If you’ve spent any time in the business world of late, you’ve likely heard the term “co-creation.”
While many people write co-creation off as a marketing buzzword, it’s much more than that. In a world where rapid change is normal and expected, co-creation is the fastest and most efficient way to meet consumer demand and identify more opportunities for growth within the company and beyond.
More than that, though, it’s a way for companies to become more client-focused, which allows them to stand out in an increasingly crowded sea of competition. This, in turn, translates to longevity and sustainability for the companies that embrace co-creation.
What Is Co-Creation?
The question “what is co-creation?” is a common one. Co-creation is essentially the process of involving a third-party in the processes and ideation segment of product development. Before co-creation, companies handled all of these responsibilities in-house, which led to a more narrow idea pattern and less customer-facing innovation.
Today, co-creation has allowed suppliers, customers and third-party dealers and companies to become more involved in the development process, which contributes to more user-friendly products, more innovative design and a more approachable business model.
How Are Companies Using Co-Creation?
Long known for its focus on providing innovative products for consumer use, Microsoft has become a leader in co-creation by inviting customers into the onset of their agile development process. In this way, customer inspiration and feedback is woven into service/product development.
Another excellent example of co-creation at work is Ikea, the world-famous furniture chain. In an interview with PSFK, Ikea’s Deputy Marketing Director outlined how hard the brand works to incorporate consumer reports and information into their advertising and marketing process. To ensure that they’re providing a quality user-experience in a package that goes far beyond a well-researched target persona, Ikea uses “anthropological marketing,” which is the process of having conversations with consumers, visiting customer homes and gathering as much feedback and information as possible to co-create and develop products with the assistance of consumers.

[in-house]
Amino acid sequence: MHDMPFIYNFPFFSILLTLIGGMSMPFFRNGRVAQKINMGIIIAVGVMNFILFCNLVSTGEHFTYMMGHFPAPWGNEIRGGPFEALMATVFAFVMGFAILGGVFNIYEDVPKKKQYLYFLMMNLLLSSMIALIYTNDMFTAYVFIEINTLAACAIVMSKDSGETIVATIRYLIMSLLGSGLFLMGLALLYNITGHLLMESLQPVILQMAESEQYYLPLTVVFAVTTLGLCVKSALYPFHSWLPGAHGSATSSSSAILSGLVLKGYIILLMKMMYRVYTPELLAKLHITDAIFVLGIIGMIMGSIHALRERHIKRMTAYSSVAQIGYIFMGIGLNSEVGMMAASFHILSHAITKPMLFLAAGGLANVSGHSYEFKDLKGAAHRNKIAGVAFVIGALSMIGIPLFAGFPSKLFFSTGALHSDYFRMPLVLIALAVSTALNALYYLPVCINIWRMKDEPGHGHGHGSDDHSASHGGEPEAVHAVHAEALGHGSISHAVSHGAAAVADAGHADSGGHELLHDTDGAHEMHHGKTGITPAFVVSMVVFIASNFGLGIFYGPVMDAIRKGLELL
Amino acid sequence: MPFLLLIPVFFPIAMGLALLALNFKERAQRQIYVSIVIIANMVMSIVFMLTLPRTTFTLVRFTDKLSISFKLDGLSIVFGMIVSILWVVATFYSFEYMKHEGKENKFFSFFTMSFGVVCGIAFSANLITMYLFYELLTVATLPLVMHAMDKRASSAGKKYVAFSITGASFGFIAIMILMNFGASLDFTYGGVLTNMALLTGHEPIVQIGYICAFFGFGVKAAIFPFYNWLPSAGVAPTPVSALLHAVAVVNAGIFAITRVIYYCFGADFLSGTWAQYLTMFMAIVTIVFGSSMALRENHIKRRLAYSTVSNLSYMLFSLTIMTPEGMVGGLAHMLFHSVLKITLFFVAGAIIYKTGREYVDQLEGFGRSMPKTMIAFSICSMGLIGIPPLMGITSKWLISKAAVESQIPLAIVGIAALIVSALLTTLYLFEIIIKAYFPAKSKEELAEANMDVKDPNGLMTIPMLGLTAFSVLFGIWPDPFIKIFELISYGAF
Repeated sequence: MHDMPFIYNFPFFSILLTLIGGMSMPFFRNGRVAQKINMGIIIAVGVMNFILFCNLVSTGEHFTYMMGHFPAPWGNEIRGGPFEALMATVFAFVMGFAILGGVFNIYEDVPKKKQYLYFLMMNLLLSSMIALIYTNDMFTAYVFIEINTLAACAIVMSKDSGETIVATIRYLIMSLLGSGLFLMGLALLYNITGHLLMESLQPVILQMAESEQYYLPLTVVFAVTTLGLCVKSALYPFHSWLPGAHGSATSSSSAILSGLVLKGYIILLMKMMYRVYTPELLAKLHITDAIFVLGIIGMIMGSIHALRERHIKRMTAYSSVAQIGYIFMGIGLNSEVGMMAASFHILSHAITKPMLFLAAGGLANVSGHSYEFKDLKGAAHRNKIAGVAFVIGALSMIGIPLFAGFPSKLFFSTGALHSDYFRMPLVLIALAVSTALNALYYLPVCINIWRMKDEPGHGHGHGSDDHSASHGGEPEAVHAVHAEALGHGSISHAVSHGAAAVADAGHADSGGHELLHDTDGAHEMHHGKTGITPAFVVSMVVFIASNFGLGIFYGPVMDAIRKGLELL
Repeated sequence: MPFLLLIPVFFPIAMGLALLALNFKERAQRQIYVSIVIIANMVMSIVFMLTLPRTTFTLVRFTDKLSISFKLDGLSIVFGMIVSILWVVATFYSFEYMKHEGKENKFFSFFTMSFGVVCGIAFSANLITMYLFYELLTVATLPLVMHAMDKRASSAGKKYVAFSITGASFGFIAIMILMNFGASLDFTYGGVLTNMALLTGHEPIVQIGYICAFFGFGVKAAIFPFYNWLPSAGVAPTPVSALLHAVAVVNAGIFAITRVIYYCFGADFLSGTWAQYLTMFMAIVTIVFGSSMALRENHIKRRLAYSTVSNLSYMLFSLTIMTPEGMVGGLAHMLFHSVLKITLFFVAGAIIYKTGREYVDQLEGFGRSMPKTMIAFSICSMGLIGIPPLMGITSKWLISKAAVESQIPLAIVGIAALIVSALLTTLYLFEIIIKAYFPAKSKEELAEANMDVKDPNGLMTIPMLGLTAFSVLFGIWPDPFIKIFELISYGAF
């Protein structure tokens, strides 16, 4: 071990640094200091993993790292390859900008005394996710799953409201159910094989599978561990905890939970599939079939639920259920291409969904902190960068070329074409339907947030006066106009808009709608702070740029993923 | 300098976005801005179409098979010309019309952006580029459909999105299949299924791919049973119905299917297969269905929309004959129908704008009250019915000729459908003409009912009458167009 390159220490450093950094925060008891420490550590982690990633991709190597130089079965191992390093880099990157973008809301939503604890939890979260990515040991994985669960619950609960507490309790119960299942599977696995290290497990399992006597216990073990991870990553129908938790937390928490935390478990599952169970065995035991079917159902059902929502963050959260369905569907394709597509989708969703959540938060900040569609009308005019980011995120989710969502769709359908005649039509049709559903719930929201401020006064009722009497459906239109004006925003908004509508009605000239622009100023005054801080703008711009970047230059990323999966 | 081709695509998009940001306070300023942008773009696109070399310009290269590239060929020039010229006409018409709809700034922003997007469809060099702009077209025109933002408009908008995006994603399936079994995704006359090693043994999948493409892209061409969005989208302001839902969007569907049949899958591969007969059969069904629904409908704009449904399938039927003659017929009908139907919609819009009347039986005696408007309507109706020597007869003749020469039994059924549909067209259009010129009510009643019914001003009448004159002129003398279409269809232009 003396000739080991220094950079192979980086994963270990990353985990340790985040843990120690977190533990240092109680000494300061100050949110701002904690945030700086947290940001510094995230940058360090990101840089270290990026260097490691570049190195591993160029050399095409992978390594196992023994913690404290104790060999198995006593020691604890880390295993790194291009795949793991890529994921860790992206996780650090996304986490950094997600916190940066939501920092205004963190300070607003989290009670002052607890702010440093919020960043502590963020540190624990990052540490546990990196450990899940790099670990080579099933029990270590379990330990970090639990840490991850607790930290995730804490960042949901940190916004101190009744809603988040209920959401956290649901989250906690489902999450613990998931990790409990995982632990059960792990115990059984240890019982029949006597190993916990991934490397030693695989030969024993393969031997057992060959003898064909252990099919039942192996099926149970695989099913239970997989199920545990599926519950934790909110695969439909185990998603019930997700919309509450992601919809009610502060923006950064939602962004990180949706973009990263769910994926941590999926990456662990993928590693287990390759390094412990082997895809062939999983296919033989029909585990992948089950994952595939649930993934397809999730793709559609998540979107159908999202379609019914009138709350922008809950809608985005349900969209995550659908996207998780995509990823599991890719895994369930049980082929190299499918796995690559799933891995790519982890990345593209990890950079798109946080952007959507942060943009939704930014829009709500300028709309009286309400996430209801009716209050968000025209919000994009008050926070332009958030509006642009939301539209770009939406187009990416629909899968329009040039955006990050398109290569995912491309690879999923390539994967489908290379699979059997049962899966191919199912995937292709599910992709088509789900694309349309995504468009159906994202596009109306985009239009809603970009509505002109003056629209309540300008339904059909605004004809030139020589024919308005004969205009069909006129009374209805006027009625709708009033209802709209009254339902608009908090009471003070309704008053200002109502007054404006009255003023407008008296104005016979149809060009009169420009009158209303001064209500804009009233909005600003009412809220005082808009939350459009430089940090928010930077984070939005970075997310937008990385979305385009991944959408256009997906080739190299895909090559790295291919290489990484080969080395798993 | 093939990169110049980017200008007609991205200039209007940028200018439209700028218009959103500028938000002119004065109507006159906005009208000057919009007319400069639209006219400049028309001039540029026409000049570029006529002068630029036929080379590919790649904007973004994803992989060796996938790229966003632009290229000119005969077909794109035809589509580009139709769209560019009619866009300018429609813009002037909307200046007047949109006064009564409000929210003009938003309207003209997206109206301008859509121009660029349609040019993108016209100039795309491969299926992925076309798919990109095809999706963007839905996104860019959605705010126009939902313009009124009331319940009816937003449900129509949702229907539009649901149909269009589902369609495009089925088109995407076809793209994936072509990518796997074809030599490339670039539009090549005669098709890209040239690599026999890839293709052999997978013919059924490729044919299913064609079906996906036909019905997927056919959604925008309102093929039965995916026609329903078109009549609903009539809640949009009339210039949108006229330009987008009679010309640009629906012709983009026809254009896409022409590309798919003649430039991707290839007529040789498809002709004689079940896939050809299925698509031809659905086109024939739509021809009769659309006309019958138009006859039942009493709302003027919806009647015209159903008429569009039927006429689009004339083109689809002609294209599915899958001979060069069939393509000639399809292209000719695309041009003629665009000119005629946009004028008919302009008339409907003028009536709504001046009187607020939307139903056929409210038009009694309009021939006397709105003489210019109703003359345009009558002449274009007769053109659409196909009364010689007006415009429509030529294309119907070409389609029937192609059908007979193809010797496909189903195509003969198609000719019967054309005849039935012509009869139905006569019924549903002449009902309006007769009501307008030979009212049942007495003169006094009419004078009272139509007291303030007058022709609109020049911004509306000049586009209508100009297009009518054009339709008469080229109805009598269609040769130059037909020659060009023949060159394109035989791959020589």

Yet another example of a company that uses co-creation well throughout its marketing is Coca-Cola. To be relevant and engaging for a growing millennial consumer base, Coca-Cola developed a product called the “FreeStyle Machine.” The product is essentially a large fountain soda dispenser that lets users create unique mixes of flavors. In addition to promoting originality, this product also feeds into social sharing by offering an app that lets users save and share their blends. The app also allows the FreeStyle machine to “learn” a consumer’s favorite flavor mix, so as to provide a customized experience in the future.
How Can My Company Benefit From Co-Creation?
While there are dozens of benefits of co-creation, some are more essential to a company than others. If you’re wondering “what is co-creation?” or how your business can benefit from it, consider the following advantages of this unique marketing method:
More relevant insights. While it’s one thing to survey customers or conduct market research, these methods often fail to produce real, usable information that can be applied directly to smart marketing. With co-creation, companies regularly succeed in providing valuable, meaningful insights that allow for active enterprise learning and a direct integration of consumer experience and preference.
- More streamlined innovation. Innovation is critical today, and companies that utilize co-creation are better equipped to enjoy a better innovation process. By inviting outside ideas in through the methods of co-creation, your company can mine creative ideas from the people who are most critical to your production and distribution process. This allows your company to incorporate rapidly changing best practices into your strategy quickly, easily and before you suffer damage on account of having missed them.
- A better customer experience. By giving the customer a level of control over the production and distribution process, you also ensure a better and more streamlined customer experience. This allows your business to create products that fulfill consumer needs as closely and accurately as possible, which of course promotes brand loyalty and gives you a leading edge on your competition.
- Reduced cost. While most marketers focus on the collaborative benefits of co-creation, there’s also a significant cost saving to be considered. By using an existing audience as a marketing group, companies can save costs on market research and polling. This allows excess budget to be allocated toward lucrative product production rather than hit-or-miss audience research.
The Case for Co-Creation
As the product development environment continues to become more dynamic, co-creation makes more and more sense. By utilizing consumer, distributor or third-party company viewpoints for the sake of marketing and innovation, your business can co-create unique, relevant products that turn a profit while also helping your consumers feel seen, heard and respected — all of which are good for brand loyalty and longevity. So what is co-creation? It’s a way for brands to interact more efficiently now and in the future.